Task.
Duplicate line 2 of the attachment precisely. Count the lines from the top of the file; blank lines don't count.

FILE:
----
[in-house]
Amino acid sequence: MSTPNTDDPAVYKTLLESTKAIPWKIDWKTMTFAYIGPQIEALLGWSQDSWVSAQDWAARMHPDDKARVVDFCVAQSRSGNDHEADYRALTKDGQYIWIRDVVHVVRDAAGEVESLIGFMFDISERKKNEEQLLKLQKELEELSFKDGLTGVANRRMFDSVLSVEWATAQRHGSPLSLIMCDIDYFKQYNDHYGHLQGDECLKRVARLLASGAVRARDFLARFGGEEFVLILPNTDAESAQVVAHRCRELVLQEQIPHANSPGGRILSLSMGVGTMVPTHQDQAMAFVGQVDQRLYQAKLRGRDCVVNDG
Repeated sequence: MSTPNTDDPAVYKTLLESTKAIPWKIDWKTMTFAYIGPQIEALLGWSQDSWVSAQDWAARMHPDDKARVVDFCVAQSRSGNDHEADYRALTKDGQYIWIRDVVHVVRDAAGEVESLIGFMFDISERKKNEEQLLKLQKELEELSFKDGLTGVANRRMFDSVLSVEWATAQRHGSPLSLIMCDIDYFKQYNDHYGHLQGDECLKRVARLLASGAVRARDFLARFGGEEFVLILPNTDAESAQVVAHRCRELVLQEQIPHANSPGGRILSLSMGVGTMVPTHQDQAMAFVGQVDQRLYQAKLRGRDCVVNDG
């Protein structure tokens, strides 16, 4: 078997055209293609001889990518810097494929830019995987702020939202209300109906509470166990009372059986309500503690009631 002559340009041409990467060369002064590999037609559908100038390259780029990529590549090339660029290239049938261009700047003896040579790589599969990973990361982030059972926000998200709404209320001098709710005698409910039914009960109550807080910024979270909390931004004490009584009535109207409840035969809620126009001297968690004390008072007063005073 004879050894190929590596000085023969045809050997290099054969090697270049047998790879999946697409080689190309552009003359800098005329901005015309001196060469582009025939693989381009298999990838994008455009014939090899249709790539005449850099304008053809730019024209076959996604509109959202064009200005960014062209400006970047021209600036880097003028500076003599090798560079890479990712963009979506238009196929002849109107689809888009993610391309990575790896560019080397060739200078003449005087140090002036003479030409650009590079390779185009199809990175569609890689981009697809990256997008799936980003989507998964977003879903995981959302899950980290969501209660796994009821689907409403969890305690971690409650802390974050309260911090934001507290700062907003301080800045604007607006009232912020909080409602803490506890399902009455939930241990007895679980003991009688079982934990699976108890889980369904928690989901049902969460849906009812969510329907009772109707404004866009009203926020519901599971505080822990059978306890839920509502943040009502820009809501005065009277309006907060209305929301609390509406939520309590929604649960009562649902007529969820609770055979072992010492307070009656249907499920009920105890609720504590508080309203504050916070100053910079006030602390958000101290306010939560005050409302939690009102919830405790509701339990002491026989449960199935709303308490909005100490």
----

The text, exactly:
Amino acid sequence: MSTPNTDDPAVYKTLLESTKAIPWKIDWKTMTFAYIGPQIEALLGWSQDSWVSAQDWAARMHPDDKARVVDFCVAQSRSGNDHEADYRALTKDGQYIWIRDVVHVVRDAAGEVESLIGFMFDISERKKNEEQLLKLQKELEELSFKDGLTGVANRRMFDSVLSVEWATAQRHGSPLSLIMCDIDYFKQYNDHYGHLQGDECLKRVARLLASGAVRARDFLARFGGEEFVLILPNTDAESAQVVAHRCRELVLQEQIPHANSPGGRILSLSMGVGTMVPTHQDQAMAFVGQVDQRLYQAKLRGRDCVVNDG